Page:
The second study I will examine was done by G. F. Lindenmuth, Ph.D. and E.B. Lindenmuth, Ph.D in 2000 and examines the effects of herbal Echinacea tea on the duration and severity of illness and symptoms of the common flu. Lindenmuth used Echinacea Plus which contains E. purpurea and E. angustifolia in liquid form. In their introduction, the researchers thoroughly examine the history of Echinacea and its different preparations. They concluded that the liquid form of Echinacea would be more easily absorbed by the body than the pill form, thus deciding to use the herbal tea for their volunteers. Their volunteers were employees of a nursing home in Pennsylvania who had exhibited symptoms of a cold or flu. The subjects were randomly assigned in a double-blind study to receive either treatment with the herbal tea or a placebo for five days.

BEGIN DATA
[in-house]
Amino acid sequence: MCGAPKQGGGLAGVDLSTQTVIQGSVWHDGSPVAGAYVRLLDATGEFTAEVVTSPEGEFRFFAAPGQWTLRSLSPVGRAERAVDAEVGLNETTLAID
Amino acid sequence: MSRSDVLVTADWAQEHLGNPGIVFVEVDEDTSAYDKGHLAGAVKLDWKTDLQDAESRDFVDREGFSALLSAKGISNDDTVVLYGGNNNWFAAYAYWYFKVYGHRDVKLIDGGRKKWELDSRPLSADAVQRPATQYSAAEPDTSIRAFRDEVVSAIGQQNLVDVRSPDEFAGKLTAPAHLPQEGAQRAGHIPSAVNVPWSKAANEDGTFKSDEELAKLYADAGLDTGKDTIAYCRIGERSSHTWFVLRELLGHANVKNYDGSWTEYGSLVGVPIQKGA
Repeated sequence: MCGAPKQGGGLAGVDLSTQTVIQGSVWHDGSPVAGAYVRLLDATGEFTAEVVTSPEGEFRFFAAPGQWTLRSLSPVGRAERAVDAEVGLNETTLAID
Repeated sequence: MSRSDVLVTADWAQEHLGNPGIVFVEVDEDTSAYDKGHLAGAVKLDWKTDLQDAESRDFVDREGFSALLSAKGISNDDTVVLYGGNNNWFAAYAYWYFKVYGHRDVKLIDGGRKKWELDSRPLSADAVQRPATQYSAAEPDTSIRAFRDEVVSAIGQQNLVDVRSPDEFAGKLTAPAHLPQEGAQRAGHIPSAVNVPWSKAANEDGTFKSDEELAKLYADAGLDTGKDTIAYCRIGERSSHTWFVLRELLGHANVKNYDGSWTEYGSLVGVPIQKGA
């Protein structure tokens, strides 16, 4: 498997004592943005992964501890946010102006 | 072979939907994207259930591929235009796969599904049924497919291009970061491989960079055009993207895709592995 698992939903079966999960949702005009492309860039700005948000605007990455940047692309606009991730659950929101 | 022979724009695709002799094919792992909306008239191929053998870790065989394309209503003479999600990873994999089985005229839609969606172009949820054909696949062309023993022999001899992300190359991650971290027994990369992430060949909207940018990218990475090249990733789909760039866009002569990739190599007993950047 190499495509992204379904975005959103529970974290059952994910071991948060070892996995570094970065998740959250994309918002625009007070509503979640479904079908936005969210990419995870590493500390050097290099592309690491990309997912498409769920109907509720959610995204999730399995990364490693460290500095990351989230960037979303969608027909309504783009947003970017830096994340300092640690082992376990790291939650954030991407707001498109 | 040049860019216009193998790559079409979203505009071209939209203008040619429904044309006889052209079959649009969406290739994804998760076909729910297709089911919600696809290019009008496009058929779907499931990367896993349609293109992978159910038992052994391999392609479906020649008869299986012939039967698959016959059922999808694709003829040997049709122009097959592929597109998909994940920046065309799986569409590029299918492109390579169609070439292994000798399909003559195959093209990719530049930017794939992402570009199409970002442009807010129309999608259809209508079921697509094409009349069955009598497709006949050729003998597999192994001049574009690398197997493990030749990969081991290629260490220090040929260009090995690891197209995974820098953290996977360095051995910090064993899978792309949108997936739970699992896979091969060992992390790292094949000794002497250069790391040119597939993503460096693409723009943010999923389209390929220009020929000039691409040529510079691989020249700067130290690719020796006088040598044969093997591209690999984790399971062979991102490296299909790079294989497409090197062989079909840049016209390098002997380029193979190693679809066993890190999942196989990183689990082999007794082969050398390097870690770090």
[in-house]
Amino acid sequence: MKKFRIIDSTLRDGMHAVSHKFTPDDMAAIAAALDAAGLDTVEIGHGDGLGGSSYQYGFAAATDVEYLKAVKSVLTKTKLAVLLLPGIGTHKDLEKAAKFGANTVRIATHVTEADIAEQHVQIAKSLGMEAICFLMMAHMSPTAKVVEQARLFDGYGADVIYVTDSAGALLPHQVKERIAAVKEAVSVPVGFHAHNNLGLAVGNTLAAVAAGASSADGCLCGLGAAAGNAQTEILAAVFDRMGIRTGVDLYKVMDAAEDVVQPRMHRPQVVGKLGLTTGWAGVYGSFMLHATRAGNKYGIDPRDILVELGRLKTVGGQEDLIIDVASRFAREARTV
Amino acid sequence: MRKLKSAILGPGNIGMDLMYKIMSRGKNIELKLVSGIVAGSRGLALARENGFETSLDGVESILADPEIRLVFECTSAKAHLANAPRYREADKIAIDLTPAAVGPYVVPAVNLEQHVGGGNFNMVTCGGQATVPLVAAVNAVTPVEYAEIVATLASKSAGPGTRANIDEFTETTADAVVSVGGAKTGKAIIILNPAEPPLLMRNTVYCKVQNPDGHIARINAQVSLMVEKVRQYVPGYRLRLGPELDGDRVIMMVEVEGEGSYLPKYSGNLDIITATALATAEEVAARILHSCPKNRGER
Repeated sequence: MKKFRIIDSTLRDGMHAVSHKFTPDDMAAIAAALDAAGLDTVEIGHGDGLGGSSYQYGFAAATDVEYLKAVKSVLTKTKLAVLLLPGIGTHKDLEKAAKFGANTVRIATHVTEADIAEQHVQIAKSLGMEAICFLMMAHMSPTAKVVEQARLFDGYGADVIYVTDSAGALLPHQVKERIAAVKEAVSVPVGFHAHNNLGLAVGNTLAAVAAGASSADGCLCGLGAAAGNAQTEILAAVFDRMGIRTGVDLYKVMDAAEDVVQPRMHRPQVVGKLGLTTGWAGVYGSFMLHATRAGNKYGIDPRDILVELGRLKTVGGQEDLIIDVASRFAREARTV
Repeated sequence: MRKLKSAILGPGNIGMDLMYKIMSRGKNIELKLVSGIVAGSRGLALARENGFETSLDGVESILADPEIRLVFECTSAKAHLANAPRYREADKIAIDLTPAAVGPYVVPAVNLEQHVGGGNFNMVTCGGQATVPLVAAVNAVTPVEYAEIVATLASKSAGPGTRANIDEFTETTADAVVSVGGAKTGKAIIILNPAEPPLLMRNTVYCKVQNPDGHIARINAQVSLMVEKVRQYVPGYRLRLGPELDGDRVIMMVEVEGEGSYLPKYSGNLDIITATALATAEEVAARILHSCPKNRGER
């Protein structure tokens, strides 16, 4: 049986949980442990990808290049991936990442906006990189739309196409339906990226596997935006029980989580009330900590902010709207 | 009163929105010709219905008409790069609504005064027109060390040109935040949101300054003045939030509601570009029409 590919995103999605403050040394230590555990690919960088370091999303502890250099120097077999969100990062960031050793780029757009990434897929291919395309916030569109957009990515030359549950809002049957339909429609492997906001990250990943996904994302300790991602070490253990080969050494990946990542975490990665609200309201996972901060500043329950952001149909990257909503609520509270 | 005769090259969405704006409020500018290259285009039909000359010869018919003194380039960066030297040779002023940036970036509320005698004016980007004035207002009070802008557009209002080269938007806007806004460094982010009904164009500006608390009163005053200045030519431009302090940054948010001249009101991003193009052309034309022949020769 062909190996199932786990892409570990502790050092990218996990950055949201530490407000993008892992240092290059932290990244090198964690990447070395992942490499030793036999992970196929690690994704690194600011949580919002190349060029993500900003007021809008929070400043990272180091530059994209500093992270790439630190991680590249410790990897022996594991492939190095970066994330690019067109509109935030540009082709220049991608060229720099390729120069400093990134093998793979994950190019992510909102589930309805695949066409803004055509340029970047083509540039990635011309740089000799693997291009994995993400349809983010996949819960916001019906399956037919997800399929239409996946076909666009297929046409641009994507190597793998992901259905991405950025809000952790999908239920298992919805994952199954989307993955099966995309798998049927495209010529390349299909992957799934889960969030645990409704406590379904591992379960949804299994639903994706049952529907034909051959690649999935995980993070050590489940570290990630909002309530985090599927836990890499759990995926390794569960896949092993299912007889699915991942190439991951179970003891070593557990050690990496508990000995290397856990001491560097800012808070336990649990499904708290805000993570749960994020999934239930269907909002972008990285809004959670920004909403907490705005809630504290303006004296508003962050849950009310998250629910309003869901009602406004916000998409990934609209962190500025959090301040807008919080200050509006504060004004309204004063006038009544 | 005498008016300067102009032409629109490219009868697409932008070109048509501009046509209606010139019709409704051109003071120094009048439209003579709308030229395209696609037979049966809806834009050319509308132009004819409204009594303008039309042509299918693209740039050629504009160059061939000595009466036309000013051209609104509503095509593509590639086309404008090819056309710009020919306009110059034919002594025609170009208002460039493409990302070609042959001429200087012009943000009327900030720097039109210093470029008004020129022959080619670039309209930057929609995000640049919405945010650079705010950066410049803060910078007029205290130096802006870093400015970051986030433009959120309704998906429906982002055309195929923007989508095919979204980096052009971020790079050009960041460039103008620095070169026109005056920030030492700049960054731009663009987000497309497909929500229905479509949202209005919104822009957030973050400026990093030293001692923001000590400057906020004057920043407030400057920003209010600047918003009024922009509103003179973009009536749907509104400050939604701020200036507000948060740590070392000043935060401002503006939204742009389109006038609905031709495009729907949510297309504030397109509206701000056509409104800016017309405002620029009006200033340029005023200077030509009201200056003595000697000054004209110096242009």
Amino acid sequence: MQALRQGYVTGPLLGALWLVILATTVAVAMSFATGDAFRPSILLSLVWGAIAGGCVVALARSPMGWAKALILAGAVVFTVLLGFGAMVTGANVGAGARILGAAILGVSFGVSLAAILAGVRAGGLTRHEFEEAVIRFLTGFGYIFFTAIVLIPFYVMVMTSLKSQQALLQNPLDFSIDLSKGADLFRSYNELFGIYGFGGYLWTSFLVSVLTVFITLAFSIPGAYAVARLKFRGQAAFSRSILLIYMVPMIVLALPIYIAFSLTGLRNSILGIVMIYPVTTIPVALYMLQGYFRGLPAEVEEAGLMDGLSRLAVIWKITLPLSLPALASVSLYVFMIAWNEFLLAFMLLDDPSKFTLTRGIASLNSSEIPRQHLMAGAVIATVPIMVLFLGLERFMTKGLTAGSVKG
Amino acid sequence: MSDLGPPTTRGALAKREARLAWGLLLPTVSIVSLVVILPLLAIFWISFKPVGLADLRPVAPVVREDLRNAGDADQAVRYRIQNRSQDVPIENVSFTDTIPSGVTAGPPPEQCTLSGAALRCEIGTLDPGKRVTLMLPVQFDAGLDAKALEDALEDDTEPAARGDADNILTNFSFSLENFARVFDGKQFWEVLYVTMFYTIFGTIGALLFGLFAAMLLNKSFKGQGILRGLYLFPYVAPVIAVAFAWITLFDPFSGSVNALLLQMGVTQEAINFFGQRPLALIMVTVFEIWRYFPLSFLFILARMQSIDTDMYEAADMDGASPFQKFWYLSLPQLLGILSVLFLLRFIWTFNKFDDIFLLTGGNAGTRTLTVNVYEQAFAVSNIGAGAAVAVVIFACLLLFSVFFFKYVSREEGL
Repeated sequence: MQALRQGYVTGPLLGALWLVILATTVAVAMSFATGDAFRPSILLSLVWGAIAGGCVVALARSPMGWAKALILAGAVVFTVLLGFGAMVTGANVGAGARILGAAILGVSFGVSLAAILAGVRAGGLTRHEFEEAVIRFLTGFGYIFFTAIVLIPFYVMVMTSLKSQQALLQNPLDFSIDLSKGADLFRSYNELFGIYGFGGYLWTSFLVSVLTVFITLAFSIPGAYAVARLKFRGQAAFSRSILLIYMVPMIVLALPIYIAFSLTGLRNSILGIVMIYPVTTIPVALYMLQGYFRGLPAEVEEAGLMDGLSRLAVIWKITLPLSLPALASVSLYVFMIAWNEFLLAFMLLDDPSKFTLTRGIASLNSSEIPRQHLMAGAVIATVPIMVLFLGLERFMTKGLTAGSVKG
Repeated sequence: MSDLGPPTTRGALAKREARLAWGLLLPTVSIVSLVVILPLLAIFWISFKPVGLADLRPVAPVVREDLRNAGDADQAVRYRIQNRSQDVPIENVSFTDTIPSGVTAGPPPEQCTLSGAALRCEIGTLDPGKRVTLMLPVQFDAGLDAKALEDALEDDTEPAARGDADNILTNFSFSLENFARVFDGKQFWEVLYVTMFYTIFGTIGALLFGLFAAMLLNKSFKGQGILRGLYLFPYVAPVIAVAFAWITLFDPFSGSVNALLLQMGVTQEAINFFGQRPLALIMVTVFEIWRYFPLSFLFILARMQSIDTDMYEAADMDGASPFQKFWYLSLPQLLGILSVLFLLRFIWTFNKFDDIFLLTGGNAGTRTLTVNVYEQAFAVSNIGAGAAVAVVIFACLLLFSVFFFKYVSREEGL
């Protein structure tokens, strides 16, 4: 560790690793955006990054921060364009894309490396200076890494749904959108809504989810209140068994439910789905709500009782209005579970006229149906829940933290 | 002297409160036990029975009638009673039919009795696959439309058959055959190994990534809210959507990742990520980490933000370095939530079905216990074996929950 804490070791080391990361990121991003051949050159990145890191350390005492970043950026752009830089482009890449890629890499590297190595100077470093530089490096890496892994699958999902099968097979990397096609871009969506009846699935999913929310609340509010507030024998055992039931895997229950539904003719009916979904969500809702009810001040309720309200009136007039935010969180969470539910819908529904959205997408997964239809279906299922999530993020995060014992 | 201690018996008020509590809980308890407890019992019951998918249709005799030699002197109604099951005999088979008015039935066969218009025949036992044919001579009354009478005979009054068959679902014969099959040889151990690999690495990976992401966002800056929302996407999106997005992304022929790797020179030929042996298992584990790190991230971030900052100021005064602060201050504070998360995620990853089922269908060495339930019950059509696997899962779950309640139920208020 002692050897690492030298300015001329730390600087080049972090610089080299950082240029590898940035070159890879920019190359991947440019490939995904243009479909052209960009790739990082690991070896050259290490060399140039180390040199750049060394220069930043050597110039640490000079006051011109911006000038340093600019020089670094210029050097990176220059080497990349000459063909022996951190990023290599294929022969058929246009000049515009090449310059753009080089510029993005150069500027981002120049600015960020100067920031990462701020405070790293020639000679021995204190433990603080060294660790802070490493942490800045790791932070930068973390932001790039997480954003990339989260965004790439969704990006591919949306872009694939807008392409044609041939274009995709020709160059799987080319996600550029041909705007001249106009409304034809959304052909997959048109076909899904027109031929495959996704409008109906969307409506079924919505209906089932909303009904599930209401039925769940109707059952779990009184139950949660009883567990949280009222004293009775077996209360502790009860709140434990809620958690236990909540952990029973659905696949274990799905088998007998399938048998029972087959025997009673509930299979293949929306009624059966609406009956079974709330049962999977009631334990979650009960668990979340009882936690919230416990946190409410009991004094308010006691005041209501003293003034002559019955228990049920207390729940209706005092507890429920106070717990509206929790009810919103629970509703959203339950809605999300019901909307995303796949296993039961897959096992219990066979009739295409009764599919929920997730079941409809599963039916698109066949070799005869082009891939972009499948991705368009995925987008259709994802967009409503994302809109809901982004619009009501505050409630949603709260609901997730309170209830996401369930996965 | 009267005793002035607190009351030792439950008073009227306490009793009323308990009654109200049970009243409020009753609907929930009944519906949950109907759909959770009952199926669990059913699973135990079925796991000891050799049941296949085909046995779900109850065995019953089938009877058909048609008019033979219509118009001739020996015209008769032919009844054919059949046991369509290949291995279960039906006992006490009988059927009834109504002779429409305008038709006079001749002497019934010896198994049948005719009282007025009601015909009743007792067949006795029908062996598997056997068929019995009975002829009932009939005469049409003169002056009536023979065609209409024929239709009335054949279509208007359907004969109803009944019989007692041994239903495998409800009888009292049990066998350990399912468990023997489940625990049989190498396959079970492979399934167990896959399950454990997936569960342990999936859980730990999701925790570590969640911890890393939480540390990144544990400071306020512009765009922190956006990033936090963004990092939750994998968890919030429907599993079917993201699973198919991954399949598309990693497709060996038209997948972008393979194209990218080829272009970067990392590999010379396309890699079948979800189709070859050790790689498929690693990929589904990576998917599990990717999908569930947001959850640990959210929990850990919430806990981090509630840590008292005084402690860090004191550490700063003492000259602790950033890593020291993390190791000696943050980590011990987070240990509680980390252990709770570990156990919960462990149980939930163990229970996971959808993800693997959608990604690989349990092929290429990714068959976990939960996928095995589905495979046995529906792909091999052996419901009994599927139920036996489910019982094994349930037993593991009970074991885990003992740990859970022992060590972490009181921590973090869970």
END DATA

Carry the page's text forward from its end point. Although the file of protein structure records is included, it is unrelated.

Their results came back quite differently than the first study. They gathered their results from questionnaires that the volunteers filled out rating how effective they thought the tea was in three different areas: the effectiveness in treating their symptoms, the number of days they had the symptoms, and in the number of days it took to notice a change in their symptoms. The volunteers who had been given treatment with the Echinacea tea reported improvements in all three categories more so than the volunteers treated with the placebo. While their results were positive, Lindenmuth does suggest that their results may be skewed in some ways. First of all, 93% of the volunteers were female which suggests that the results cannot be generalized to the entire community. Furthermore, the ability of the volunteers to withstand infection could be heightened due to working in a medical facility, more so than the general population. As in the previous study, Lindenmuth concludes his study by stating that the effects of Echinacea need to be studied further to produce more solid results (Lindenmuth, 2000).